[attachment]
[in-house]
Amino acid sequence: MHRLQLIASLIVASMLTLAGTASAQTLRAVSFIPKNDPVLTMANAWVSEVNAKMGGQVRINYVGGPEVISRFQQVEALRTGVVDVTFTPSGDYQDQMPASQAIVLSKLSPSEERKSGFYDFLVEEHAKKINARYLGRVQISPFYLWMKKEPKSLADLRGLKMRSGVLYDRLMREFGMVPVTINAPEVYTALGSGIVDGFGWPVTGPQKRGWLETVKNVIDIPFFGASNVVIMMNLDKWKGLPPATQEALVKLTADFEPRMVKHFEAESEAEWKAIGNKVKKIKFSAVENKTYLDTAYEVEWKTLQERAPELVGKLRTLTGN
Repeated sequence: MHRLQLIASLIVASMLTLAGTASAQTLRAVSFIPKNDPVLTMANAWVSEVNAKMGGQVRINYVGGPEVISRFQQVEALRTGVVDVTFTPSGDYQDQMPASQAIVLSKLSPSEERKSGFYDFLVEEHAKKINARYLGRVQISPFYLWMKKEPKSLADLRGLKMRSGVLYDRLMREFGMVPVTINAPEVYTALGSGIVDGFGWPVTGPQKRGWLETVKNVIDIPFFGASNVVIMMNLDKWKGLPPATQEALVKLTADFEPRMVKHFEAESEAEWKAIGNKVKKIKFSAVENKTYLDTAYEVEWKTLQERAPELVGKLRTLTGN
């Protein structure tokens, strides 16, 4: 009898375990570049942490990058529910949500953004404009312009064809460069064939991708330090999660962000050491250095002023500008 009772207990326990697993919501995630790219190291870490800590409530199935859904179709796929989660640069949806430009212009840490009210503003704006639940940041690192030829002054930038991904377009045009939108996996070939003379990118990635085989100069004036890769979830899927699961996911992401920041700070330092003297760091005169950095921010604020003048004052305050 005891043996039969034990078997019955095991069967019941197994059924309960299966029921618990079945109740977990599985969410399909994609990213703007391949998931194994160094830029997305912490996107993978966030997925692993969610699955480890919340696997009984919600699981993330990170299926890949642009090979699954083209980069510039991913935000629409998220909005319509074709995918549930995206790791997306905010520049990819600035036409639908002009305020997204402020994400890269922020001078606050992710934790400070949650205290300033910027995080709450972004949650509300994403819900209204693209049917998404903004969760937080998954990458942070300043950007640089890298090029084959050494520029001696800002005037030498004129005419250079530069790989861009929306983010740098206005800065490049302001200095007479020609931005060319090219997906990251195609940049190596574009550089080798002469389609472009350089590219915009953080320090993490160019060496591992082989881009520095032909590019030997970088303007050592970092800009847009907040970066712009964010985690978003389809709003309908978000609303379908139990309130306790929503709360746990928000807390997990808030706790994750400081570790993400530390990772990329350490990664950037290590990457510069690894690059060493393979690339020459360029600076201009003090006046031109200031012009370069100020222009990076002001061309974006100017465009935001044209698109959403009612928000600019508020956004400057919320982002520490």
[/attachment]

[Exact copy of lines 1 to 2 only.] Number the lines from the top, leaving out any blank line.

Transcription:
[in-house]
Amino acid sequence: MHRLQLIASLIVASMLTLAGTASAQTLRAVSFIPKNDPVLTMANAWVSEVNAKMGGQVRINYVGGPEVISRFQQVEALRTGVVDVTFTPSGDYQDQMPASQAIVLSKLSPSEERKSGFYDFLVEEHAKKINARYLGRVQISPFYLWMKKEPKSLADLRGLKMRSGVLYDRLMREFGMVPVTINAPEVYTALGSGIVDGFGWPVTGPQKRGWLETVKNVIDIPFFGASNVVIMMNLDKWKGLPPATQEALVKLTADFEPRMVKHFEAESEAEWKAIGNKVKKIKFSAVENKTYLDTAYEVEWKTLQERAPELVGKLRTLTGN